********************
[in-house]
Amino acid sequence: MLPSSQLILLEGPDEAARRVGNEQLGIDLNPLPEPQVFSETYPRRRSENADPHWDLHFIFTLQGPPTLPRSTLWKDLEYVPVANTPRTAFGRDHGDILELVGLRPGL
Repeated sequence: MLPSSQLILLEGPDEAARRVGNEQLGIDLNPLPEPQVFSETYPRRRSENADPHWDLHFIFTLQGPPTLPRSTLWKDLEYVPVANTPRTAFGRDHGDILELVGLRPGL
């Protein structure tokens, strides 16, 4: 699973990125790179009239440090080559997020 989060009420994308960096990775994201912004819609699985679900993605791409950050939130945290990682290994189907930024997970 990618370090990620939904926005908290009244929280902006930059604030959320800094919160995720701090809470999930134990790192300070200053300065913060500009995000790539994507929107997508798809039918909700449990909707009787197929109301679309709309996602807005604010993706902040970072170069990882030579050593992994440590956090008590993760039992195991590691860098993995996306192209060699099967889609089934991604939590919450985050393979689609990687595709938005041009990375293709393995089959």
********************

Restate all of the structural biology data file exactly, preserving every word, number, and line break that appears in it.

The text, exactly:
[in-house]
Amino acid sequence: MLPSSQLILLEGPDEAARRVGNEQLGIDLNPLPEPQVFSETYPRRRSENADPHWDLHFIFTLQGPPTLPRSTLWKDLEYVPVANTPRTAFGRDHGDILELVGLRPGL
Repeated sequence: MLPSSQLILLEGPDEAARRVGNEQLGIDLNPLPEPQVFSETYPRRRSENADPHWDLHFIFTLQGPPTLPRSTLWKDLEYVPVANTPRTAFGRDHGDILELVGLRPGL
């Protein structure tokens, strides 16, 4: 699973990125790179009239440090080559997020 989060009420994308960096990775994201912004819609699985679900993605791409950050939130945290990682290994189907930024997970 990618370090990620939904926005908290009244929280902006930059604030959320800094919160995720701090809470999930134990790192300070200053300065913060500009995000790539994507929107997508798809039918909700449990909707009787197929109301679309709309996602807005604010993706902040970072170069990882030579050593992994440590956090008590993760039992195991590691860098993995996306192209060699099967889609089934991604939590919450985050393979689609990687595709938005041009990375293709393995089959």